Since the Wildfires:

Laulima (Joint Action): Immediate response (within 3 days):

  • Collaborating with the Lahaina Disaster Recovery Teams to provide basic essentials for families.
  • Partnering with Rainbow Helicopters to provide clothing, bedding and camping/emergency supplies.
  • Coordinating diapers, wipes, baby food, and formula deliveries to the Lahaina community.
  • Providing hygiene, cleaning, disinfecting items and basics like food staples and water.
  • Supporting keiki by providing books, toys, puzzles and engaging/comforting activities after losing so much.

Lōkahi (Unity): Continued commitment (within 3 weeks):

  • Collaborating with Department of Health, Maui County, and the Governorʻs Office of Wellness and Resilience to provide mental health supports for caregivers and children on the ground at the shelters.
  • Providing mental and emotional health supports through door-to-door wellness checks at community shelters to evaluate need for additional mental health supports.
  • Easing the load for parents by keeping keiki engaged with books and activities while having these difficult conversations with parents.
  • Holding space for parents as they shared their trauma.

Mālama (Maintain): Sustained connection (to the present):

  • Maintaining our presence at the Disaster Recovery Center (DRC) to continue connecting families to our community partners that would best meet their needs.
  • Reducing the barriers to help through connection to these resources and our Trauma-Informed Home Visiting Program.
  • Promoting the development of the keiki’s resiliency after experiencing the trauma.
  • Providing weekly home visiting supports and connecting Lahaina families through monthly group connections with others Lahaina families who experienced the fire.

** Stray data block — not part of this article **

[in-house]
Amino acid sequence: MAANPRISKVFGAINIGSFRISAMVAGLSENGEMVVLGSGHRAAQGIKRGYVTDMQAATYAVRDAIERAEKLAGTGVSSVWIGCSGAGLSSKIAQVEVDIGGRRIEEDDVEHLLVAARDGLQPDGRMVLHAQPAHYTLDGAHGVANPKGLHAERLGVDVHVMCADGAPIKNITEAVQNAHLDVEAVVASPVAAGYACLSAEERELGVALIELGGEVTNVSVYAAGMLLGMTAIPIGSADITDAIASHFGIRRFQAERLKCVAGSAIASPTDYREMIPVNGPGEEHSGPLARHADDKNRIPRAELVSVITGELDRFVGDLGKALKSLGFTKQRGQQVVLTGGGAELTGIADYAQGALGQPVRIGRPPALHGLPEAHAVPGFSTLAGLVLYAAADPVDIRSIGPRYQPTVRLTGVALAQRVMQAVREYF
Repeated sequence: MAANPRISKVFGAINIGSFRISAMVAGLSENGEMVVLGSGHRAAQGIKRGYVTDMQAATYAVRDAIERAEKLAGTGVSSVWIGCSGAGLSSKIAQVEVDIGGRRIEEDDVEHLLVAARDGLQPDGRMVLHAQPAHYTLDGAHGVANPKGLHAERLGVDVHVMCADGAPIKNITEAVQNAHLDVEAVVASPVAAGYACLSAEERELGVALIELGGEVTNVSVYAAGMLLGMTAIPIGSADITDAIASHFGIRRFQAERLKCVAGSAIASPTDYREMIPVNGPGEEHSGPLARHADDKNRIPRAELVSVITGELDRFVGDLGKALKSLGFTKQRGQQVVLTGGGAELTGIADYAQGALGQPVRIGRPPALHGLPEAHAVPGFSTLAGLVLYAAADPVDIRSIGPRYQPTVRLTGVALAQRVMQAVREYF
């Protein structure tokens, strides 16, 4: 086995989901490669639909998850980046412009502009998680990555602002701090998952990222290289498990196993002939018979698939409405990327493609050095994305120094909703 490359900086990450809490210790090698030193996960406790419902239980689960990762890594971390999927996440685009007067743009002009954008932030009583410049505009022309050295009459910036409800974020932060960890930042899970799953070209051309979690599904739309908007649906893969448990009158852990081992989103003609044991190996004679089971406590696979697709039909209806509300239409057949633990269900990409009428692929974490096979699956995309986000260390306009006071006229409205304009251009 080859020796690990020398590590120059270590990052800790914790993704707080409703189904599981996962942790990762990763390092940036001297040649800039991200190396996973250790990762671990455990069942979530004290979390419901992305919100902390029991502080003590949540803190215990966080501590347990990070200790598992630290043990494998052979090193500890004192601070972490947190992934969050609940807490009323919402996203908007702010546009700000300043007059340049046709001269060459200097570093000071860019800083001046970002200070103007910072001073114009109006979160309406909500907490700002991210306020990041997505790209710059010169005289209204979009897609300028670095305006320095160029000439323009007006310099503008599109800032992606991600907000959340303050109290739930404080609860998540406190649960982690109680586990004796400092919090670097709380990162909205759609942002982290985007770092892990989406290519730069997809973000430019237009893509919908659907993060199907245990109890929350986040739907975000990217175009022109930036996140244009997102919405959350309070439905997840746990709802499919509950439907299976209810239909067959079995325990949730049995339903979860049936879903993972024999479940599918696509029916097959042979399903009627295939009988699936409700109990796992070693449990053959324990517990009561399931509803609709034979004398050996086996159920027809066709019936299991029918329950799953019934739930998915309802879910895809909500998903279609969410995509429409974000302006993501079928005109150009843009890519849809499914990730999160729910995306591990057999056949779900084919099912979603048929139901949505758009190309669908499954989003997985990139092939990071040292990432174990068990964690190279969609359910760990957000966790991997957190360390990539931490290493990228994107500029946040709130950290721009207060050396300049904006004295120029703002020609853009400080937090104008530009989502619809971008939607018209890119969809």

• Support toward mitigating stressors that these families face to open space for parents to dedicate themselves to becoming their keikiʻs first and best teacher.
  • Bringing the holiday season to the families by sponsoring them through our Laulima Giving Program to gift them with essentials like groceries, gas, learning materials, games, and baby items.
  • Providing caregivers with opportunities to spend intentional time with their keiki.

With Aloha, KOKA strives to help the families affected by the fires to feel connected and supported by developing a sense of attachment and community, and our support services promote the importance of these family and community bonds. Our ultimate goal is to ensure that these families have access to resources and assistance they need to navigate the challenges they face, and to help them feel connected to their community and loved ones.

Q: What are the current needs of families with young children on Maui? 

A: Maluhia (Peace/Security): Long-term Affordable Housing

Community members rely on a sense of safety and belonging in the place they call their home. Families are being vacated from the shelters and hotels with limited access to sustainable housing. The ability to find and maintain adequate and affordable housing is of the utmost importance.